Perspectives on Zen
- By Chuan Zhi
- Jul 01
- (Hits: 564)
Inevitably, in the course of the life of a Zen Buddhist, someone will ask us “What is Zen”? The simple answer is, of course, it’s the mystical branch of Chinese/ Japanese/ Korean/ Vietnamese (choose one) Buddhism. When I’ve explained it this way I usually get blank stares, and for a good reason: it doesn’t explain what Zen is or why Zen is.
I thought I would investigate a better answer with kind help from my Zen friends.
I have corresponded with a great many people interested in Zen, mostly through the Internet. Many are newcomers while many have been engaged in Zen for a very long time. Many are quite young as I was when starting out, while others are much older than me. Quite a few who I have had the privileges of knowing have died, some in old age, others when relatively young.
Our understanding of Zen is wholly dependent on where we are on life’s (Zen’s) journey, as well as with the intensity with which we engage in Zen. We can apply definitions to describe most things: we can define a tree, for example, by its leaves, by its trunk, and color, and seeds or fruit, and many other characteristics. But the very nature of Zen eludes definition --- it’s as if the more we try to define it, the more it resists. So what is Zen then; this “thing” that seems so slippery and illusive when we try to confine it, yet has had such tremendous impact on lives that it has survived for millennia?
Any answer I could offer would be purely my perspective, which would be both subjective and personal. So over the last few months I have queried my Zen friends with the question of “What is Zen” so that perhaps a more complete picture can be synthesized by those of you who have yet to discover its secrets for yourself. As you read through these comments from Zen practitioners young and old, male and female, from the Japanese and Chinese and other traditions, you will find some common threads:
CHZK: “Zen comes through the way of great suffering. It is like a rescue anchor. I just practice and don’t think about what it is. Its effect is what is meaningful. ”
TN: “Zen is a technique which brings us to the point of maximum balance.”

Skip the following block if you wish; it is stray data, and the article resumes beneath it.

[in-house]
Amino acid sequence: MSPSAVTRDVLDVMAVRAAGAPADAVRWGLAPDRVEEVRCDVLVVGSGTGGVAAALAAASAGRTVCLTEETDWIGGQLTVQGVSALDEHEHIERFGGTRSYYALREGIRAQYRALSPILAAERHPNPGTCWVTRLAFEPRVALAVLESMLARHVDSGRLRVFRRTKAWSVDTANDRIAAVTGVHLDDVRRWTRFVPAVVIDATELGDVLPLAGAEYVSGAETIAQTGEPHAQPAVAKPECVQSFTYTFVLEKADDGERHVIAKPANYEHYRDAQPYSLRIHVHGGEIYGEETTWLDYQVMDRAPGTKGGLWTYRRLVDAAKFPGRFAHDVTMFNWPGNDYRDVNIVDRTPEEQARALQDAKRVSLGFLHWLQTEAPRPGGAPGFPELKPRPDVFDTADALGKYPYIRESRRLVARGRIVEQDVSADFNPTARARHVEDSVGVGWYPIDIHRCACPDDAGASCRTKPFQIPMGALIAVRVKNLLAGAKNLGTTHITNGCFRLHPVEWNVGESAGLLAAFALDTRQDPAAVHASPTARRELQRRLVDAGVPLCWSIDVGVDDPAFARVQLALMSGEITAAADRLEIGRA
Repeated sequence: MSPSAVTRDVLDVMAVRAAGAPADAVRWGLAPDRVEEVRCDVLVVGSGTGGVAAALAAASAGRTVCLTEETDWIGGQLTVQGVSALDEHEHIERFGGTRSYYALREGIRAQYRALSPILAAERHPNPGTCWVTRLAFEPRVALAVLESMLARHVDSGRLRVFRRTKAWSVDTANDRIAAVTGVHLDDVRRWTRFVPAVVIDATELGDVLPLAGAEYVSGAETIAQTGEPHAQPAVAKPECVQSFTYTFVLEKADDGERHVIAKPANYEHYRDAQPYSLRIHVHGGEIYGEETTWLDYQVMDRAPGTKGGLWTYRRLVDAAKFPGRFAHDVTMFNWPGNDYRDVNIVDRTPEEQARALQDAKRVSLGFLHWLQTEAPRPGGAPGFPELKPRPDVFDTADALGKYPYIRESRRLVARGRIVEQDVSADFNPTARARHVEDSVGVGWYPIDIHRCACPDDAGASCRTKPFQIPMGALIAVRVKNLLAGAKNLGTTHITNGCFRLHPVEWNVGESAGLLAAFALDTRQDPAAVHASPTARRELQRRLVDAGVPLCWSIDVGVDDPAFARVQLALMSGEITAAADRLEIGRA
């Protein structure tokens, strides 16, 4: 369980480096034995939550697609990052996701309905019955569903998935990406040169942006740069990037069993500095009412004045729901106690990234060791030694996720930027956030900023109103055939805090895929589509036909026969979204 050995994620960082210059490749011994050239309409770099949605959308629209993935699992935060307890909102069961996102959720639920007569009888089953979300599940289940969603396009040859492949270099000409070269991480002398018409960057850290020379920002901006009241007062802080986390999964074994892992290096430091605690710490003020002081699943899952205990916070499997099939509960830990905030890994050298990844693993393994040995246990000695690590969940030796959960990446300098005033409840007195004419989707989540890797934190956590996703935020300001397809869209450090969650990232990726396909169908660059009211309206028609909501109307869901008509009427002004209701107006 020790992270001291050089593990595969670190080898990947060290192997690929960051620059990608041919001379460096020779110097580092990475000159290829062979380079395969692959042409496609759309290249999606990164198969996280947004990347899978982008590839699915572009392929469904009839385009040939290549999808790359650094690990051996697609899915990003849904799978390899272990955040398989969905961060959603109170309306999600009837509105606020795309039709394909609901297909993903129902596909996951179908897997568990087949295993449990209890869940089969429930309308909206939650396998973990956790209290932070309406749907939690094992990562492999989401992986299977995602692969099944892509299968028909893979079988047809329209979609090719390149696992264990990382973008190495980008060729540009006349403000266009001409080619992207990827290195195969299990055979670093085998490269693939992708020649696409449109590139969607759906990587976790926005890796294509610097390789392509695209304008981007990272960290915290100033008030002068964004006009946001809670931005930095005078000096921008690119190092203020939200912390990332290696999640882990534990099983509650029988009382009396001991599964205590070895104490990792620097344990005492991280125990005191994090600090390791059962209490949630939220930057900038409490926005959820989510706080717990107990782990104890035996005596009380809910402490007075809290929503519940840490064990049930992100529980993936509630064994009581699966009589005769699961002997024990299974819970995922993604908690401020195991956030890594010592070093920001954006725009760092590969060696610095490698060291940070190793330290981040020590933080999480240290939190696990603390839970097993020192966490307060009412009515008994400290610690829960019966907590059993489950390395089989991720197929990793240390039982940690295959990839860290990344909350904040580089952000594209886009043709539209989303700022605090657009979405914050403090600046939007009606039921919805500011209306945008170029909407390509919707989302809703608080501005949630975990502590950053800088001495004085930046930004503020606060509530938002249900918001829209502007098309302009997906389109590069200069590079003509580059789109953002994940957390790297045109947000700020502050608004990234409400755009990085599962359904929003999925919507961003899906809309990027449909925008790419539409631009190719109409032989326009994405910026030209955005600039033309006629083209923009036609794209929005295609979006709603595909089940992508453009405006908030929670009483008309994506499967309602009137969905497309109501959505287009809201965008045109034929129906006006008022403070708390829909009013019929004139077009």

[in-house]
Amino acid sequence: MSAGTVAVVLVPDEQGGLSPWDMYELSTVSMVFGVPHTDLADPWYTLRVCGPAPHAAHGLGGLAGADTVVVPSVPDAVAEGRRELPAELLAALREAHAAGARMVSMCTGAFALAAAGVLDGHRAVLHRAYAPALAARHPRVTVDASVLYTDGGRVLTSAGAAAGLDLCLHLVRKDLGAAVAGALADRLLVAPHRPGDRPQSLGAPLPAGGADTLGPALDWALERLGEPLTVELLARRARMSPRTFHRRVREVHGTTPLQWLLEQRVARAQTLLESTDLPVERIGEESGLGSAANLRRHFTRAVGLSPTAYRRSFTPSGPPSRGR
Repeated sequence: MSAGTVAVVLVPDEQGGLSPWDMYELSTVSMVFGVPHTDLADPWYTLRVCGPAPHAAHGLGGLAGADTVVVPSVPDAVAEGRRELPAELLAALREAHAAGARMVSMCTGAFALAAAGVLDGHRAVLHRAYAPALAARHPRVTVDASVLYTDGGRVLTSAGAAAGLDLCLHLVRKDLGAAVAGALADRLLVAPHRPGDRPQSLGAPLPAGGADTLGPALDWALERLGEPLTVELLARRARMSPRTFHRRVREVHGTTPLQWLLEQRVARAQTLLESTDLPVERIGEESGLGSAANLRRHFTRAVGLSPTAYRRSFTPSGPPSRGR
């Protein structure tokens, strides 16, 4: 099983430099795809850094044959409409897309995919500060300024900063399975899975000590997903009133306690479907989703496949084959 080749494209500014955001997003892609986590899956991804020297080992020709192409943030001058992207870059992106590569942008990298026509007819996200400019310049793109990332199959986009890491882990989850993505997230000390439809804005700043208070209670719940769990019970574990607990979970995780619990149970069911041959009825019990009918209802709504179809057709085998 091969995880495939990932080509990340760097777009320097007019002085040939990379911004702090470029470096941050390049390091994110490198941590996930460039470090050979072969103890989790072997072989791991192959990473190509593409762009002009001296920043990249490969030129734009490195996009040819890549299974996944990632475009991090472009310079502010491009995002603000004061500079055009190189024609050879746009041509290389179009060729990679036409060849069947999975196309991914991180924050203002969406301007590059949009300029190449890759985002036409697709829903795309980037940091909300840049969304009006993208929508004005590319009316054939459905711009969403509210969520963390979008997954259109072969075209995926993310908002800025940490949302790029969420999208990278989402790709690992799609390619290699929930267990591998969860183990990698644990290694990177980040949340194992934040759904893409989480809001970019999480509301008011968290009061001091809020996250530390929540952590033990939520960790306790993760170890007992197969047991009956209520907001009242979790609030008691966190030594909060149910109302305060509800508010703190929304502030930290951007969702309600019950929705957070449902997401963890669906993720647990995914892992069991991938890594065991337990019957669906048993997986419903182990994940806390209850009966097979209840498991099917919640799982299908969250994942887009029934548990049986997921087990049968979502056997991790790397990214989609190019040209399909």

FYS: “Zen is a TRICK. Best one I know. It is a method to break our illusions and get free of fear, greed and selfishness. As a result we become compassionate and happy. It is a trick, because before and after, the world is not changed, the only thing that has changed is our view, our understanding. All is created by mind. Everything. We create our world and in so doing we judge, like, dislike, want, need. We are sad, happy, proud, and fearful. Our personal reality is not the same as any other persons’: because we construct it, it is conditional; therefore without the essence of reality. It is illusion. Zen allows us to transcend the conditional world and see directly the unconditional nature of Reality.”
HH: “What is defining Zen? 10,000 things illuminating illusions.”
JGS: “My practice of Zen centers in keeping my conscious mind focused on innocent purity. The exponential growth of technology in our world prompts me to think of my body-mind as a computer. My subconscious mind is the operating system and the software that directs and controls the thousands of tasks that are critical to keep me fit and functioning. My conscious mind has the important task of input management – it determines what goes through the gates to become part of me. I welcome clean, fresh air, wholesome food, pleasant companions, a good night's sleep. I have no interest in upsetting my feelings with the negativity that conflict, competition, anger, anxiety and so forth brings. My Zen is to reserve my deep feelings for joy. ”
FHJM: “Zen = 1”
JGS: “ZEN is a first step in seeing the finite universe from the perspective of the infinity from which it is born. ”
BV: “Who is it that considers “what is Zen,” and in considering the question, do we clarify what Zen is or who we are? To define something, to make it known, is to obscure its meaning. “Zen” is a symbol in the trivial sense, but if the inquiry into Zen is to be in service of liberation, it must be a stimulus that takes us from the known to the unknown. If our consideration of “what is Zen” is sincere, answers are yesterday’s news. Zen is being awakened and liberated. We don’t awaken to something, to an understanding, we simply awaken. We aren’t liberated from anything, we are truly already liberated. We don’t clarify an answer in the process of conscious effort, inquiry, or practice, we discover our boundless and inconceivable possibility, or what could be called our “True Nature.” Like “Zen,” our “True Nature” is inconceivable. Realizing our True Nature could be called Zen practice. Practice in this sense is synonymous with Realization. ”
GKB: “Zen is no concept. And as it is no concept, it cannot be described with any language (as language is a concept itself). Zen is practice. Everything and nothing. How does it feel to put your foot into the ocean?
PD: “Zen doesn't exist as such. How could we define something that doesn't exist? It's probably a simple concept... or more accurately, a bundle of concepts, all somehow different from one practitioner to another. Does the World (as Buddha Nature) say: «I exist !» or «Zen is this or that». No! Only man wants to utter definitions. But if one has to give a definition for «Zen», I suggest: «Simply understanding that nothing can be defined as such».”
HML: “Zen is totally ordinary and compelling reality. ”
KKM: “I would rather first define Buddha …: Buddha = Awakened Mind. From that point, I could possibly define Zen as: Dwelling in the Awakened Mind. But then again, there is always that finger and the moon ... ”
The responses to the question “What is Zen” are quite diverse, yet the main sense we get from them, taken collectively, is that Zen is extremely valuable and life-altering.